Idaho Senate GOP offers new restrictions for 'obscene' library books
Top Senate Republicans are pushing two new bills that would limit what books and materials libraries could lend to minors.
The proposals from Pro Tem Chuck Winder (R-Boise) would create a new citizens’ advisory board for public and school libraries to develop policies to keep these materials out of the hands of minors.
The group would include one person from a local law enforcement’s sex crimes unit, a religious leader, parents and community members.
It would recommend policies to a library’s board of trustees, as well as review concerns from citizens.
The second measure would allow prosecutors to sue libraries if they do lend these books to kids. They would also have the ability to seize the materials and destroy them.
Jeff Kohler, an elected trustee for the embattled Meridian Library District who was testifying in his own capacity Friday, suggests supporters of these types of legislation are being disingenuous.
“Library opponents keep saying that they don’t want to ban or burn books, but seized and destroy sounds exactly like book burning to me,” Kohler said.
Should these bills pass, he said he would recommend the library immediately revoke all library cards for those under 18 to avoid possible litigation.
Winder said he previously “pooh-poohed” the idea that there are “harmful” materials in public libraries. But he said he changed his mind when he recently attended his grandchild’s birthday party and a mother showed him a book she found objectionable.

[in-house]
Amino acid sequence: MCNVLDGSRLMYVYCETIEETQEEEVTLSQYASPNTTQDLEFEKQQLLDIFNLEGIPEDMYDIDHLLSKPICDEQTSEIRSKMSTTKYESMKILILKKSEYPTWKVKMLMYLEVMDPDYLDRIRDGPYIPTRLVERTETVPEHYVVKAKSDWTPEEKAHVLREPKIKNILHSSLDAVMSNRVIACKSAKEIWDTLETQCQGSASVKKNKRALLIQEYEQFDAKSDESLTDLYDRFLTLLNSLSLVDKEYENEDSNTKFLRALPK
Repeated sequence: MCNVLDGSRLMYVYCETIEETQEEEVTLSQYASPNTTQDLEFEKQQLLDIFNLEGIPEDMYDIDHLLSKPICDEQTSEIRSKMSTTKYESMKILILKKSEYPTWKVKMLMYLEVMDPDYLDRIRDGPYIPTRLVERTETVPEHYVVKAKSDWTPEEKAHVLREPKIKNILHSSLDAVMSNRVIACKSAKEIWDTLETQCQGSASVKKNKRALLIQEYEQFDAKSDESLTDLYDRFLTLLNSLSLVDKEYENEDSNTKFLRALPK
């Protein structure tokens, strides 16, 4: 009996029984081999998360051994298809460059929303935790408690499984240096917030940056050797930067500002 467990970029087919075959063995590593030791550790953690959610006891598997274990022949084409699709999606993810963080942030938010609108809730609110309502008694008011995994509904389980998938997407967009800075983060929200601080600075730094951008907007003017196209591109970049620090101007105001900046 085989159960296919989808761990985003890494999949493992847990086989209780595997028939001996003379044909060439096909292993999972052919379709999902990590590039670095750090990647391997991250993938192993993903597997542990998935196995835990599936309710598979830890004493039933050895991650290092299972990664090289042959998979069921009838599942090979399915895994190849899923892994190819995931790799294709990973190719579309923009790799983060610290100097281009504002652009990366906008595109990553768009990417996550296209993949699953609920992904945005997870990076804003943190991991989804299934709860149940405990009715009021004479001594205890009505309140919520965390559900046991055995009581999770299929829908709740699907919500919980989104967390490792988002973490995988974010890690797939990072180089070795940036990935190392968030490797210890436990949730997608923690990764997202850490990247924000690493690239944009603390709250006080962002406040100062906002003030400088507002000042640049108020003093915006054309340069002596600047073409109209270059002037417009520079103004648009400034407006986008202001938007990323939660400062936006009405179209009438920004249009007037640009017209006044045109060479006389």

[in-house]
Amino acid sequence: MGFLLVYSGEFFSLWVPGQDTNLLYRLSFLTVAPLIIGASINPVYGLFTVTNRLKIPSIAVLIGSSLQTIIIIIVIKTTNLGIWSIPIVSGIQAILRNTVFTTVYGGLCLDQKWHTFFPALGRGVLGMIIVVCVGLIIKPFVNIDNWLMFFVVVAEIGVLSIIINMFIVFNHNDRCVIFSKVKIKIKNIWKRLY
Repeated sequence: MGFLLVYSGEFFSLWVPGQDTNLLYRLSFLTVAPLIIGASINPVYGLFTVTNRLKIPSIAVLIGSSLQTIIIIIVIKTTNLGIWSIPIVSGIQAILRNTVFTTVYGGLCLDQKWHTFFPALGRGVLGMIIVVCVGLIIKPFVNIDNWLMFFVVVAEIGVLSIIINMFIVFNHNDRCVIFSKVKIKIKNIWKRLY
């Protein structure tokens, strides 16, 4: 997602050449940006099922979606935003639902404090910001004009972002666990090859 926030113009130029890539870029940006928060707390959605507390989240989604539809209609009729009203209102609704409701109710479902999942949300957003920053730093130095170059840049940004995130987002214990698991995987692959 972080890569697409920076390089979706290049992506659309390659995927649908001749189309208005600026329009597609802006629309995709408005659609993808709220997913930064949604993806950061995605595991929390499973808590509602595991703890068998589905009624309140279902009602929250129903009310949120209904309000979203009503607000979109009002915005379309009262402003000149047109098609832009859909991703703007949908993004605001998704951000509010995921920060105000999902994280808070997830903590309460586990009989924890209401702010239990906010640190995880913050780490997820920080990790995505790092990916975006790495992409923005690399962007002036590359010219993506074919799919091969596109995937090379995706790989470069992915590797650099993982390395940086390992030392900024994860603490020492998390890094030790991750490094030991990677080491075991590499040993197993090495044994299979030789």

Winder didn’t mention which book she shared, or what it contained.
“It wasn’t about baseball at all,’ he said. “It was age-inappropriate for what was in there.”
Winder said librarians aren’t listening to the concerns of parents who think some books on shelves are “pornographic” or “obscene.”
“We can all kind of hide our head a little bit and say there isn’t a problem, but I think a lot of its communication between the community and those boards,” he said.
Industry groups for libraries, as well as several librarians themselves, have repeatedly testified this session that these books that are being challenged aren’t legally considered “obscene.”
Some include sexual education materials that feature nude drawings. Other books describe or depict sex acts that are intended for teens.
“Things are different in our libraries today than when any of us grew up,” said Winder. “Something’s different.”
Senate Minority Leader Melissa Wintrow (D-Boise) points out that a lot of these challenged books are about being gay or transgender.
“None of these are pornographic. None of these are obscenity. These are about ideas and differences from mainstream culture.”
To Senate Assistant Minority Leader James Ruchti (D-Pocatello), “Minors are not the problem here, it’s the adults.”
“We have people who just won’t take ‘no’ for an answer and this legislature won’t tell them ‘No,’” Ruchti said.
Minors, he said, aren’t the “snowflakes they’re being projected as.”
“It’s not going to bring them to a pile of tears and an inability to function. They’re going to be okay. This is life.”
Both bills now head to the Senate floor for amendments that would exempt college and university libraries from these proposals.
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